Better qualification and training would attract more boys into jobs in the childcare sector, according to a new report from the Equal Opportunities Commission.
Figures show that only 4 per cent of childcare workers are male and there are only 15 male childcare modern apprentices in Scotland, 1.5 per cent of the total. However, three in 10 (27 per cent) of the men surveyed would consider working in the childcare sector.
The EOC said that key barriers to recruiting men into childcare still existed. They were:
* Poor pay and conditions.
* The perception of childcare as being "women's work" and a belief that men are unwelcome.
* Insufficient information for boys at schools on caring careers and apprenticeships, despite high levels of interest.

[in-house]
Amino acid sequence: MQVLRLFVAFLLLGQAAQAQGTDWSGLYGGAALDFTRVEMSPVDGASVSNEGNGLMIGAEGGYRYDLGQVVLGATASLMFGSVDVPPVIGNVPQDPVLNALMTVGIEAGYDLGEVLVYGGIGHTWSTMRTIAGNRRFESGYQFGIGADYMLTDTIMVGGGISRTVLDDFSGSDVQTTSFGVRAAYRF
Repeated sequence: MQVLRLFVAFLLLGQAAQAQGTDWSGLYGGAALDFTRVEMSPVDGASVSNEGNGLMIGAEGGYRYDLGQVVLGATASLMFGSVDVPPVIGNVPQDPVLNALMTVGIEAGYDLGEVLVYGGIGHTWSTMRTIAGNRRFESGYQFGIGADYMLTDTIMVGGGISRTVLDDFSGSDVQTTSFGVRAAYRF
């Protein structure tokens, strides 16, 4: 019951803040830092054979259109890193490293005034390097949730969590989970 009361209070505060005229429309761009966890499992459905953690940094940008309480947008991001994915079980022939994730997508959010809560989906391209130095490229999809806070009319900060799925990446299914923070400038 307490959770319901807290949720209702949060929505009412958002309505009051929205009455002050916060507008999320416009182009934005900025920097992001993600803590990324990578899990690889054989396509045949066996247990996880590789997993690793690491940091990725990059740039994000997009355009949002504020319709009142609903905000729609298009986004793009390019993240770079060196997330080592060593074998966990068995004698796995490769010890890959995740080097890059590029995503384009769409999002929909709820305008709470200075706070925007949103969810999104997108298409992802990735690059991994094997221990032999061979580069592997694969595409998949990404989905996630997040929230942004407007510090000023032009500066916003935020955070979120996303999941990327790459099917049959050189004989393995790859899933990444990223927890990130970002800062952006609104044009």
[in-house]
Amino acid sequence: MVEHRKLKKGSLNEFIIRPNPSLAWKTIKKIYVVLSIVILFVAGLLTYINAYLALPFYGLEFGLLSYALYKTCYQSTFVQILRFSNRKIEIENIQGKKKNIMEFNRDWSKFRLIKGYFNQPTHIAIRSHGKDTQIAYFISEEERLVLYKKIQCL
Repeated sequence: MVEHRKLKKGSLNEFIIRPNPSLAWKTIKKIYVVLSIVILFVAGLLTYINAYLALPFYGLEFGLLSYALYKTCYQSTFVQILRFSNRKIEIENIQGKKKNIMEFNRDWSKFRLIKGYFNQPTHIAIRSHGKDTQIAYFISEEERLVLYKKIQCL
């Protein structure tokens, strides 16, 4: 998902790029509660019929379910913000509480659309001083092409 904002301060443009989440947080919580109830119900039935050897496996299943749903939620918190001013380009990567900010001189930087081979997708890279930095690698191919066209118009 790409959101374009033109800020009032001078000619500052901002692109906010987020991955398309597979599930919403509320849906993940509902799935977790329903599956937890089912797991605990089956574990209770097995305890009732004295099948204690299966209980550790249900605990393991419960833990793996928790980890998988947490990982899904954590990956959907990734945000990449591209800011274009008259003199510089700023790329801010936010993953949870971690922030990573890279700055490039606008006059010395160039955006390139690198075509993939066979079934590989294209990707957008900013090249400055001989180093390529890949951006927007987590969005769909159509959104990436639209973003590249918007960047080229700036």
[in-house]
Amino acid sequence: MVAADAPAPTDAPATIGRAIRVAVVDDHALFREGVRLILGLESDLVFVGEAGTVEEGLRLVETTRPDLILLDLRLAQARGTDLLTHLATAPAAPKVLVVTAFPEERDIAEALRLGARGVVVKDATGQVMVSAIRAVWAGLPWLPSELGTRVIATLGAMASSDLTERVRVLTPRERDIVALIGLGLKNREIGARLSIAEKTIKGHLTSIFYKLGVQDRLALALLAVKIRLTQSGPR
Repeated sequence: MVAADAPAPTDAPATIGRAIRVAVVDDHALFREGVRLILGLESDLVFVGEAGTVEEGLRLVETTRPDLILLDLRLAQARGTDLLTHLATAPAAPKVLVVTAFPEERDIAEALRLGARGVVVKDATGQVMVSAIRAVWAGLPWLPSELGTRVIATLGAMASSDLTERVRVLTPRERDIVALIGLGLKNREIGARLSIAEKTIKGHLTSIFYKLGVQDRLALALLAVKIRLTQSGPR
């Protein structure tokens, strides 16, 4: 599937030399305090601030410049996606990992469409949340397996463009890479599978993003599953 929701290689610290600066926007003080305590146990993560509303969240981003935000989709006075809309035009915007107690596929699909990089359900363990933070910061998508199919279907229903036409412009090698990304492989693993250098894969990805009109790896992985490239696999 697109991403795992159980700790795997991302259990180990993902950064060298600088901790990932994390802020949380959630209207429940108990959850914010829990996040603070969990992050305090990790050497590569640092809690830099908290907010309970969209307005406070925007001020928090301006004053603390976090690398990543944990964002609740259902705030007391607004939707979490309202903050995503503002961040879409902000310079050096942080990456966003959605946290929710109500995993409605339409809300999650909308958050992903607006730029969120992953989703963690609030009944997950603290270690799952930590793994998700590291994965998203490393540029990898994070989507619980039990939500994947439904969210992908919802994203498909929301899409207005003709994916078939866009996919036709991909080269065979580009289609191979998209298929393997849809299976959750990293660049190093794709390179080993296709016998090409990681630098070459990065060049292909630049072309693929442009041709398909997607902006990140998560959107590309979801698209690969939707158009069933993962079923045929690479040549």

Men's growing interest in the childcare sector is being linked to the increasingly active role they play in bringing up their children.
The report, Men into Childcare, suggests that a more diverse workforce significantly improves the quality of provision by exposing children to a wider range of positive role models.
Rowena Arshad, EOC Scotland commissioner, said: "We know that men are interested in working with children, with nearly a third of men saying they would think about the childcare sector as a career. We know that children benefit when more men are involved. And we know that more than three-quarters of parents would like to see more men working in their children's nurseries, play centres and after-school clubs. So it's time to start dismantling the barriers that stand in men's way."
In Denmark, men make up 8 per cent of the childcare workforce, recruitment campaigns are targeted at men and childcare workers are trained "pedagogues" able to work with a range of children. Norway hopes that by 2010 a fifth of childcare workers will be men.